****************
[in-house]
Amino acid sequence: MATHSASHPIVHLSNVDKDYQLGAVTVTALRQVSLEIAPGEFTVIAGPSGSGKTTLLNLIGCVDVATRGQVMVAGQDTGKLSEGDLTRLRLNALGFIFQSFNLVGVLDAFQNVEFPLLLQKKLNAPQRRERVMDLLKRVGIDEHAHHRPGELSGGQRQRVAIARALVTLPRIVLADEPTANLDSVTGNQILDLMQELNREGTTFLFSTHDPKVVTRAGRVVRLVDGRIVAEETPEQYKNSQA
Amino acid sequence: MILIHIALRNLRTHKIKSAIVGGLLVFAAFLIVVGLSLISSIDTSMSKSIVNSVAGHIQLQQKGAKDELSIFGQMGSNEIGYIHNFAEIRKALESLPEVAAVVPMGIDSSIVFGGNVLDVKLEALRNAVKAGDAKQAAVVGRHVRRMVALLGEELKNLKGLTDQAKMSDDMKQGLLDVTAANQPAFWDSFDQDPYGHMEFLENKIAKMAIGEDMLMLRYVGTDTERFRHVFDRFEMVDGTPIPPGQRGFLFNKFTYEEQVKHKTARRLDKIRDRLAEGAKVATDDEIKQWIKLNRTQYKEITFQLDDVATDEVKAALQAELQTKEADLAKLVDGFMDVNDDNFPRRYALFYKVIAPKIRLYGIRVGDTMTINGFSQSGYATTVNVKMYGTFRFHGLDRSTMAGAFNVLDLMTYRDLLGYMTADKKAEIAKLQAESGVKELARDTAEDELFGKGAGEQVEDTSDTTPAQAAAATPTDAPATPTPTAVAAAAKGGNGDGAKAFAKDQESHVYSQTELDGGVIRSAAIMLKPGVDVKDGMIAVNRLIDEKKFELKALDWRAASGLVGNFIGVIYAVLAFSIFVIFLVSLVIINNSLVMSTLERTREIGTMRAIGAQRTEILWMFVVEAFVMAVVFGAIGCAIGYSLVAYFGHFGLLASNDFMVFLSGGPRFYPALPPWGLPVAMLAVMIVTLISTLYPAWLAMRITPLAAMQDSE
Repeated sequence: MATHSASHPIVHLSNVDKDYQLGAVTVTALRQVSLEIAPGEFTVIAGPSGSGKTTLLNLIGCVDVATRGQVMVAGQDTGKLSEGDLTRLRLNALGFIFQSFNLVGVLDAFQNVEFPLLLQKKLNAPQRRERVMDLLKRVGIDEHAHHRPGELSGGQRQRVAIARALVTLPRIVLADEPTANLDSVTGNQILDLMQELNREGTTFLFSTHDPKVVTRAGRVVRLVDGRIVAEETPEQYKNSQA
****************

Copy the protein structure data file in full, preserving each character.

[in-house]
Amino acid sequence: MATHSASHPIVHLSNVDKDYQLGAVTVTALRQVSLEIAPGEFTVIAGPSGSGKTTLLNLIGCVDVATRGQVMVAGQDTGKLSEGDLTRLRLNALGFIFQSFNLVGVLDAFQNVEFPLLLQKKLNAPQRRERVMDLLKRVGIDEHAHHRPGELSGGQRQRVAIARALVTLPRIVLADEPTANLDSVTGNQILDLMQELNREGTTFLFSTHDPKVVTRAGRVVRLVDGRIVAEETPEQYKNSQA
Amino acid sequence: MILIHIALRNLRTHKIKSAIVGGLLVFAAFLIVVGLSLISSIDTSMSKSIVNSVAGHIQLQQKGAKDELSIFGQMGSNEIGYIHNFAEIRKALESLPEVAAVVPMGIDSSIVFGGNVLDVKLEALRNAVKAGDAKQAAVVGRHVRRMVALLGEELKNLKGLTDQAKMSDDMKQGLLDVTAANQPAFWDSFDQDPYGHMEFLENKIAKMAIGEDMLMLRYVGTDTERFRHVFDRFEMVDGTPIPPGQRGFLFNKFTYEEQVKHKTARRLDKIRDRLAEGAKVATDDEIKQWIKLNRTQYKEITFQLDDVATDEVKAALQAELQTKEADLAKLVDGFMDVNDDNFPRRYALFYKVIAPKIRLYGIRVGDTMTINGFSQSGYATTVNVKMYGTFRFHGLDRSTMAGAFNVLDLMTYRDLLGYMTADKKAEIAKLQAESGVKELARDTAEDELFGKGAGEQVEDTSDTTPAQAAAATPTDAPATPTPTAVAAAAKGGNGDGAKAFAKDQESHVYSQTELDGGVIRSAAIMLKPGVDVKDGMIAVNRLIDEKKFELKALDWRAASGLVGNFIGVIYAVLAFSIFVIFLVSLVIINNSLVMSTLERTREIGTMRAIGAQRTEILWMFVVEAFVMAVVFGAIGCAIGYSLVAYFGHFGLLASNDFMVFLSGGPRFYPALPPWGLPVAMLAVMIVTLISTLYPAWLAMRITPLAAMQDSE
Repeated sequence: MATHSASHPIVHLSNVDKDYQLGAVTVTALRQVSLEIAPGEFTVIAGPSGSGKTTLLNLIGCVDVATRGQVMVAGQDTGKLSEGDLTRLRLNALGFIFQSFNLVGVLDAFQNVEFPLLLQKKLNAPQRRERVMDLLKRVGIDEHAHHRPGELSGGQRQRVAIARALVTLPRIVLADEPTANLDSVTGNQILDLMQELNREGTTFLFSTHDPKVVTRAGRVVRLVDGRIVAEETPEQYKNSQA